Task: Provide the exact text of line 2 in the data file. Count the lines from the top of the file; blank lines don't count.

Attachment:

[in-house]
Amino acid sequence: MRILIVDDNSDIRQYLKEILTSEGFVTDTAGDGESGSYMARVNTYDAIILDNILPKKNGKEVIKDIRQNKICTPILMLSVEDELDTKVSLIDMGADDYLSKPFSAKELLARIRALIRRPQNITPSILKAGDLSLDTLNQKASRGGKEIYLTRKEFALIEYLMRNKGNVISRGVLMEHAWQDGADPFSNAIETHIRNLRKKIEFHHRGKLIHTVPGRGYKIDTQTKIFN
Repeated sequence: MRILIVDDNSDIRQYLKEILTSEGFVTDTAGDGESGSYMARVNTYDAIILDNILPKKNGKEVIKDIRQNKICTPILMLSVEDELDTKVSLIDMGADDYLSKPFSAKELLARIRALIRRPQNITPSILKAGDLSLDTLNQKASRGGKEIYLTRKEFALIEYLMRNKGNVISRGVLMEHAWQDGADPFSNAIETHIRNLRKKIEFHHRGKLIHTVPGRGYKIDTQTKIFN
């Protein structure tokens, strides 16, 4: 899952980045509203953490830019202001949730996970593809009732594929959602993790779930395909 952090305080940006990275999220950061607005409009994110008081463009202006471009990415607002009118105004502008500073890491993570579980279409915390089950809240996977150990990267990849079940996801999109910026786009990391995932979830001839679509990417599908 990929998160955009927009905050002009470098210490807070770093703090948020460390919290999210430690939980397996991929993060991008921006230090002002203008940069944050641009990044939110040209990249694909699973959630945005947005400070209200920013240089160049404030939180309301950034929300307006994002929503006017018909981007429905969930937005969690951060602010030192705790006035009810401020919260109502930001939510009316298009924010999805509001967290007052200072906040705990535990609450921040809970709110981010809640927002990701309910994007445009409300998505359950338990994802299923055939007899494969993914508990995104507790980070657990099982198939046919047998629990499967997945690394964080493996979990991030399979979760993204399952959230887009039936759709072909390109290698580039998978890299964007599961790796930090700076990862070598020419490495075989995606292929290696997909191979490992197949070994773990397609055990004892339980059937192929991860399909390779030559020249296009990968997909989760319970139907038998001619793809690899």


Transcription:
Amino acid sequence: MRILIVDDNSDIRQYLKEILTSEGFVTDTAGDGESGSYMARVNTYDAIILDNILPKKNGKEVIKDIRQNKICTPILMLSVEDELDTKVSLIDMGADDYLSKPFSAKELLARIRALIRRPQNITPSILKAGDLSLDTLNQKASRGGKEIYLTRKEFALIEYLMRNKGNVISRGVLMEHAWQDGADPFSNAIETHIRNLRKKIEFHHRGKLIHTVPGRGYKIDTQTKIFN